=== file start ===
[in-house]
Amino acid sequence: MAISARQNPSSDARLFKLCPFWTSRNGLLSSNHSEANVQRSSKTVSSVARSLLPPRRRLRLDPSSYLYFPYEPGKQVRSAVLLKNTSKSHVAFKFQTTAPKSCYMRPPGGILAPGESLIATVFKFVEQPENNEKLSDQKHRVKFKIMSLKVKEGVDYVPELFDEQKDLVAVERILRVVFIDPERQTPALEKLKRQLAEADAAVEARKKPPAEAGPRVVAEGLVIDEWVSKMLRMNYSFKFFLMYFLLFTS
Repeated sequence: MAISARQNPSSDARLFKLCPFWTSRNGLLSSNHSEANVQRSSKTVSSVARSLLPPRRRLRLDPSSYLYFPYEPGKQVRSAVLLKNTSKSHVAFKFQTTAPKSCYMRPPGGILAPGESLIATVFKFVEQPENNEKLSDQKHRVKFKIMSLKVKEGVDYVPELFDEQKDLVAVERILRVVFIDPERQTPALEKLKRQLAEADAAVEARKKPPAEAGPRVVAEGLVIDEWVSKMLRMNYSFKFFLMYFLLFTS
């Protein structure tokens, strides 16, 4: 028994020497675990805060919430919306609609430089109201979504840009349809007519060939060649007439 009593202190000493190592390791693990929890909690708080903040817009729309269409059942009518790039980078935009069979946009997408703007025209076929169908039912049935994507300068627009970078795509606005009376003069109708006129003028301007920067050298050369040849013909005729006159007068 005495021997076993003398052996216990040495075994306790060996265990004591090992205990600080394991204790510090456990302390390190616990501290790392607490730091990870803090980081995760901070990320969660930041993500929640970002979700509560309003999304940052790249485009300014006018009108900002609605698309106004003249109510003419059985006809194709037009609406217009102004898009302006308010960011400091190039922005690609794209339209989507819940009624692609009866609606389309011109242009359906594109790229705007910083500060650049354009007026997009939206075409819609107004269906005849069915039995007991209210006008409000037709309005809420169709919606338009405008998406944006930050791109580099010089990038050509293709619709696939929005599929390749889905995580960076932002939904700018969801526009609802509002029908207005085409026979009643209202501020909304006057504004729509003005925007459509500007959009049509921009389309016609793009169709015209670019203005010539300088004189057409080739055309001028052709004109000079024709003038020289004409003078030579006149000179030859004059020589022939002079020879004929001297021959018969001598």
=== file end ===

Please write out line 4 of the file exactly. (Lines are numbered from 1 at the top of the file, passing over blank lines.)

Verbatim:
């Protein structure tokens, strides 16, 4: 028994020497675990805060919430919306609609430089109201979504840009349809007519060939060649007439 009593202190000493190592390791693990929890909690708080903040817009729309269409059942009518790039980078935009069979946009997408703007025209076929169908039912049935994507300068627009970078795509606005009376003069109708006129003028301007920067050298050369040849013909005729006159007068 005495021997076993003398052996216990040495075994306790060996265990004591090992205990600080394991204790510090456990302390390190616990501290790392607490730091990870803090980081995760901070990320969660930041993500929640970002979700509560309003999304940052790249485009300014006018009108900002609605698309106004003249109510003419059985006809194709037009609406217009102004898009302006308010960011400091190039922005690609794209339209989507819940009624692609009866609606389309011109242009359906594109790229705007910083500060650049354009007026997009939206075409819609107004269906005849069915039995007991209210006008409000037709309005809420169709919606338009405008998406944006930050791109580099010089990038050509293709619709696939929005599929390749889905995580960076932002939904700018969801526009609802509002029908207005085409026979009643209202501020909304006057504004729509003005925007459509500007959009049509921009389309016609793009169709015209670019203005010539300088004189057409080739055309001028052709004109000079024709003038020289004409003078030579006149000179030859004059020589022939002079020879004929001297021959018969001598």